Net zero targets
We evaluate the net zero target as: Poor
Australia included the target to achieve net zero by 2050 in its updated NDCs in October 2021 and June 2022. Details were published in the Long-term Emission Reductions Plan submitted as its Long-term Strategy (LTS) to the UNFCCC in October 2021. The long-term plan states Australia will not legislate its net zero target, but the most recent NDC set by the new government aims to formalise the targets in legislation.
The Long-term Emission Reductions Plan leaves a significant emissions gap between its planned reductions and its net zero target in 2050.
The strategy presents ambiguous emissions scenarios that reduce emissions, at most, by 66% to 85% below 2005 emissions levels (rather than 100%). The strategy relies on global technology trends, carbon offsets and further unknown technology “breakthroughs” rather presenting any new policies.
The Long-term Emission Reductions plan relies on so-called global technology trends for 15% of the reductions needed and a further 15% from “future technology breakthroughs” - compared to its 2005 baseline. A further 10-20% of reductions are expected to come from international or domestic offsets. Overall, the plan relies heavily on the future development of low-emissions technology with no plans to phase out coal, curb fossil fuel exports, or hold heavy polluters accountable.
Similarly, the modelling behind the new Labor Government proposed policies is unclear on how net zero can be achieved, and also relies heavily on carbon offsets (Reputex, 2021).
CAT analysis of net zero target
Ten key elements
- Target year – Australia aims to reach net zero by 2050.
- Emissions coverage – The target covers all GHG emissions (i.e., the 7 Kyoto gases: CO2, CH4, N2O, HFCs, PFCs, SF6, NF3) and all sectors of the economy (Australian Government, 2021a).
- International aviation and shipping – The target excludes both international aviation and shipping (Australian Government, 2021).
- Reductions or removals outside of own borders – Australia intends to rely on international offset credits to meet its net zero target. Australia’s Long-term Emissions Reduction Plan indicates it plans to rely on international and domestic offsets for 10-20% of needed reductions to reach net-zero by 2050.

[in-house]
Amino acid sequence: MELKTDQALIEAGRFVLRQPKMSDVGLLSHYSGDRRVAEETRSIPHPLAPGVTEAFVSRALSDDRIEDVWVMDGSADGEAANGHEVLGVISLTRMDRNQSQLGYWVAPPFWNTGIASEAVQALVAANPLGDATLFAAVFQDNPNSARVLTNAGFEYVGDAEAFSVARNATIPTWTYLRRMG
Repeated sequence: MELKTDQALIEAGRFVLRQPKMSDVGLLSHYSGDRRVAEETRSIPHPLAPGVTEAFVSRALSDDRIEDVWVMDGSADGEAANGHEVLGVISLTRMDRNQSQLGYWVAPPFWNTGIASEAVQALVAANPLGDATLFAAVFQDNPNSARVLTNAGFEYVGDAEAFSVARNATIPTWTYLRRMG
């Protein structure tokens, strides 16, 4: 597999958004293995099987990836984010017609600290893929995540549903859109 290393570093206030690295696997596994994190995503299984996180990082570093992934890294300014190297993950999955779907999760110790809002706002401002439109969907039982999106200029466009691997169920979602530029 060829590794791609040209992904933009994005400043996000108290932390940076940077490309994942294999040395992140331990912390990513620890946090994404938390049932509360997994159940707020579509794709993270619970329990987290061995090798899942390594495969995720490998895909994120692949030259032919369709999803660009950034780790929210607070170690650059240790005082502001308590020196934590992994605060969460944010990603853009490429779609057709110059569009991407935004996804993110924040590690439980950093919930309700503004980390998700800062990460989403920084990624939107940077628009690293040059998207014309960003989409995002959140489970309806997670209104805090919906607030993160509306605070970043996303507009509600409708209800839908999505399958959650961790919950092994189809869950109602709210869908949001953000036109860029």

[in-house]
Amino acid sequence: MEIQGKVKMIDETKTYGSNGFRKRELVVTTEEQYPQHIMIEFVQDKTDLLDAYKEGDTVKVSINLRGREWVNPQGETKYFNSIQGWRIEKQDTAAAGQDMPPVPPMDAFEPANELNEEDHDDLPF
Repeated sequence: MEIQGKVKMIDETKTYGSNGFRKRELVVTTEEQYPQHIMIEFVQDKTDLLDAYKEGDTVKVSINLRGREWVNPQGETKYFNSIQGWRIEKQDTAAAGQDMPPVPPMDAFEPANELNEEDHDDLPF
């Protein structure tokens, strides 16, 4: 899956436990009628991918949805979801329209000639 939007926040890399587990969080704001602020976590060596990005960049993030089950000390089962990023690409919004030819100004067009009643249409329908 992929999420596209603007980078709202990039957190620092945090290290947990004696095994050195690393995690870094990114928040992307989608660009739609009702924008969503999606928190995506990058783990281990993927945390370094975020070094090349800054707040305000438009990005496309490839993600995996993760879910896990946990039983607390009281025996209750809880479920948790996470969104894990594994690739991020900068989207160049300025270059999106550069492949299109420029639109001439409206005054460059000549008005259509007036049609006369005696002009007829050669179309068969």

- Legal status – Australia included the net zero target in its Long-term Emissions Reduction Plan submitted to the UNFCCC as Australia’s LTS (Australian Government, 2021). The 2022 NDC update aims to formalise its targets in legislation.
- Separate reduction & removal targets – Australia provides no information on its intention to communicate separate emission reduction and removal targets.
- Review process – Australia has a non-legally binding process in place to review the net zero target itself and intermediate targets. The Long-term Emission Reductions Plan states the plan will be refined through five yearly ‘review and refine’ cycles.
- Carbon dioxide removal – Australia does not provide transparent assumptions on carbon dioxide removals. Australia’s long-term plan does not distinguish between domestic and international offsets and further includes unproven technologies such as carbon capture and storage in its discussion of offsets that do not actually offset emissions.
- Comprehensive planning – Australia’s Long-term Emission Reductions Plan lacks specific emission pathways on how to reach net zero emissions (Australian Government, 2021). The plan indicates 40% of the emissions reductions needed to achieve net zero can be achieved through adoption of low emission technologies prioritised through Australia’s Technology Investment Roadmap and 10-20% can be achieved through domestic and international offsets. There is a significant emissions gap remaining by 2050 that is not fully accounted for in Australia’s plan.
- Clarity on fairness of target – There is no reference to equity or fairness in either a government or an advisory document, or only vague statement with missing explanation in Australia’s NDC (Australian Government, 2021a).
The Climate Action Tracker has defined the following good practice for all ten key elements of net zero targets. Countries can refer to this good practice to design or enhance their net zero targets.
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